“A case against a former president obviously would be extraordinary,” he said. “I would hope that Merrick Garland and his team would be very careful about scrutinizing that evidence. Not just checking the box, but making sure that they’re prepared to stand behind the decision they make.”
One of Smith’s first moves has nothing to do with the substance of either probe: Making his way back to the US from the Hague, where he recently had knee surgery following a cycling accident. Other more mundane tasks lie ahead -- setting up his office space, figuring out whether to bring in new staff, and coming up with a workflow for both investigations to report to him.
Unlike Mueller, who came into the Russia investigation in its early stages, Smith is taking the reins of existing teams already deep into the evidence, said Barbara McQuade, a former US attorney in Michigan.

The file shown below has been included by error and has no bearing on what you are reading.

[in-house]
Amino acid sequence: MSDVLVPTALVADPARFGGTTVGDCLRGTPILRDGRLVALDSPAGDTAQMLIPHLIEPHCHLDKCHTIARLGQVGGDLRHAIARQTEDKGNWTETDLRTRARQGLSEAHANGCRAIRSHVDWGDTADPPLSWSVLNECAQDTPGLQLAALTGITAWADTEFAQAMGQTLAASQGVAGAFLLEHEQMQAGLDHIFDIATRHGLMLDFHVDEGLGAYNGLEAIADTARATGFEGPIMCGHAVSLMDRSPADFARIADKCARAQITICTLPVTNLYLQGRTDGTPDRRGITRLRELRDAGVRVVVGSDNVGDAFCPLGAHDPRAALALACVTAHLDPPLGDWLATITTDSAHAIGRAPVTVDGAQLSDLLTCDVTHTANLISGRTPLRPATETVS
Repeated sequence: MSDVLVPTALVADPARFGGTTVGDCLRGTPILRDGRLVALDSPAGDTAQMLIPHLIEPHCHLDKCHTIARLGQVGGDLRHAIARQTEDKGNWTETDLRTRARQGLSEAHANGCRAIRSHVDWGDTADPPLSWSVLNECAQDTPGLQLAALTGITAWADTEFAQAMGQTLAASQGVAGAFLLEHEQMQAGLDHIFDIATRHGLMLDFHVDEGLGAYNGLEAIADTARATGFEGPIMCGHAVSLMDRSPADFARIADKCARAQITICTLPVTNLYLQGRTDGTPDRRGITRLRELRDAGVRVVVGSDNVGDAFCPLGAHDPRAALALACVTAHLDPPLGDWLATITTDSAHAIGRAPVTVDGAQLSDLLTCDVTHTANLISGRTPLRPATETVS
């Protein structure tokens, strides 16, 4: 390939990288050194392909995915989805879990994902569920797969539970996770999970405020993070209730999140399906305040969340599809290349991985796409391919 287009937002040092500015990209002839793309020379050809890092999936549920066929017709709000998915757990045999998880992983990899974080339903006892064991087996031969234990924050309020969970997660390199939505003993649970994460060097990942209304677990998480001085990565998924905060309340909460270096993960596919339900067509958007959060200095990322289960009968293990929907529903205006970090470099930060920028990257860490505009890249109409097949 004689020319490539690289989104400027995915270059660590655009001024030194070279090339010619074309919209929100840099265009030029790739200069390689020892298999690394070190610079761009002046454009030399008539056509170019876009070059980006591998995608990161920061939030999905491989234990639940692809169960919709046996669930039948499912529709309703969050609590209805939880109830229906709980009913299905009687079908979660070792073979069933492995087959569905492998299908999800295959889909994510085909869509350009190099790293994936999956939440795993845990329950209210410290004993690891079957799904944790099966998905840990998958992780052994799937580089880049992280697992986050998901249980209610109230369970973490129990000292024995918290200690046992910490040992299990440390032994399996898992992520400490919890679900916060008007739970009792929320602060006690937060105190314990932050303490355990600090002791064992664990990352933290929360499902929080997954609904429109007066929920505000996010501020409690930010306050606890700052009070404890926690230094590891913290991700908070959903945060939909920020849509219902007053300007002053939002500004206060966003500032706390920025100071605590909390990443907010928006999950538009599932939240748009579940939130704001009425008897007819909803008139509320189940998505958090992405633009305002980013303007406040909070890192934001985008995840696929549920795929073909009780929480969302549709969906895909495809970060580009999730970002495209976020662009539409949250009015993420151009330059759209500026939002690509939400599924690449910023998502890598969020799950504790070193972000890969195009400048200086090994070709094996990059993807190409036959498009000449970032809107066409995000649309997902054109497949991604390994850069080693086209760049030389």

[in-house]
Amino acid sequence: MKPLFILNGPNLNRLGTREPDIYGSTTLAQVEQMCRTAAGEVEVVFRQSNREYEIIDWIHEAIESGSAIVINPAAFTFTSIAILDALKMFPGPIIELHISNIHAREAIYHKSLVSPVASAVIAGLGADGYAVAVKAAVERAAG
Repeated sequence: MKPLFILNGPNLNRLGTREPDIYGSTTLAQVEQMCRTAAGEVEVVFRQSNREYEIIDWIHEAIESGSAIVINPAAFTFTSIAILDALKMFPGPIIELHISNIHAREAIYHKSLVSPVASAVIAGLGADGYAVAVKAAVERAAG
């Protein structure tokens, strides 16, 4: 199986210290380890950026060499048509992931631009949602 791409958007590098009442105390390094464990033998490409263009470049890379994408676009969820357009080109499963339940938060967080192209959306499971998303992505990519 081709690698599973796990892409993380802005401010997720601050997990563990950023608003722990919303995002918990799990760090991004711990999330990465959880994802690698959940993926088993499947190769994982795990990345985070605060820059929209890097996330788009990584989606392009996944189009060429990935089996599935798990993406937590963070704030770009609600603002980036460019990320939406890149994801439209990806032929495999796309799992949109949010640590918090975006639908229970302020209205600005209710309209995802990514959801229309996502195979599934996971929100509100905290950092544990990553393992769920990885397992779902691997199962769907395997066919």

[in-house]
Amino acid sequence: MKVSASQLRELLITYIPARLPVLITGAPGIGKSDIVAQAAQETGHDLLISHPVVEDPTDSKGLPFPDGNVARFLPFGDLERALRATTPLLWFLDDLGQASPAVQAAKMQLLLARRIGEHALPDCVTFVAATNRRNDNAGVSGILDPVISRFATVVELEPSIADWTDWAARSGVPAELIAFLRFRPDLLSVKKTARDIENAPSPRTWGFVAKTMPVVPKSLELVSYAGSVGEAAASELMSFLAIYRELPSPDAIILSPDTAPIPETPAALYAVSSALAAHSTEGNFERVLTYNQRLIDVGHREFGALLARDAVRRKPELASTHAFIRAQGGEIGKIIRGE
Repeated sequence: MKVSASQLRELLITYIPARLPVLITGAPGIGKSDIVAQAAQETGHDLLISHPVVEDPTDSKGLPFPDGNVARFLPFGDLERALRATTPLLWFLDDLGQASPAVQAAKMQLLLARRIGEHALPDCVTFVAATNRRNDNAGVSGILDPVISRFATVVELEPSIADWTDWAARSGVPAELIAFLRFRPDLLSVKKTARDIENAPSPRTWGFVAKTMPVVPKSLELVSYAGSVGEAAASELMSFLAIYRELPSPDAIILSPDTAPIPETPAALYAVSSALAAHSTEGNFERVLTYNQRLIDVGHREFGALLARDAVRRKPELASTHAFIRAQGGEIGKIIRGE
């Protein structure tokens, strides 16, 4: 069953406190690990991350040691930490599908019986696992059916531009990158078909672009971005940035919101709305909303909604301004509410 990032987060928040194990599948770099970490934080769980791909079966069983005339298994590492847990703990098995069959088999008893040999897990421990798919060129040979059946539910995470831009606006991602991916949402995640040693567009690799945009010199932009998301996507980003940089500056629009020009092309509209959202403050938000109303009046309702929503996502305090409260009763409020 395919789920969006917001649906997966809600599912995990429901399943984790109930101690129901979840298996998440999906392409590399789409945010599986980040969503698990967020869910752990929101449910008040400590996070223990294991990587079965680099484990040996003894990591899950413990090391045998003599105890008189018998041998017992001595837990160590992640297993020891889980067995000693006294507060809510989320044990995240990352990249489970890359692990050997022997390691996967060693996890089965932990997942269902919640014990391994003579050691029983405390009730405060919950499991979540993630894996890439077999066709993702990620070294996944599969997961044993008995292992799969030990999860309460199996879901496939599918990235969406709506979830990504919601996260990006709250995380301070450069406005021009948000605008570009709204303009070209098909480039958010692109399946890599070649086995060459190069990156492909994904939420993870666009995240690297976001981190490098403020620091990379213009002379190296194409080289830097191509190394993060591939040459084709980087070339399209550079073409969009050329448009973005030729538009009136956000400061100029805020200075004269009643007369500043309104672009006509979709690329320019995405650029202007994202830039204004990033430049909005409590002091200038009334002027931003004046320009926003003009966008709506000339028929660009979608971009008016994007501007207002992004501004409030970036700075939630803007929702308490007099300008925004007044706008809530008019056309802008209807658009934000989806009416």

“There’s no need for any member of the team to interrupt anything they’ve been working on,” McQuade said. “If someone has a meeting scheduled for Monday morning at 9 a.m., I imagine that meeting will go forward on Monday morning at 9 a.m.”
Smith’s past experience investigating elected officials -- he led the Justice Department’s Public Integrity Section for five years -- will complement the existing teams already deep into the weeds, Van Grack said. His status as a newcomer also offers “the perception of additional independence” to any forthcoming decisions.
“Do I think it was necessary? No. Do I think there’s a benefit to the investigation? Yes,” Van Grack said.
Smith’s appointment falls under federal regulations that spell out how a special counsel can operate. He won’t be subject to day-to-day oversight by Garland or any other political appointee, but Garland can ask him to explain a particular decision. Garland also has the power to discipline or remove Smith “for misconduct, dereliction of duty, incapacity, conflict of interest, or for other good cause.”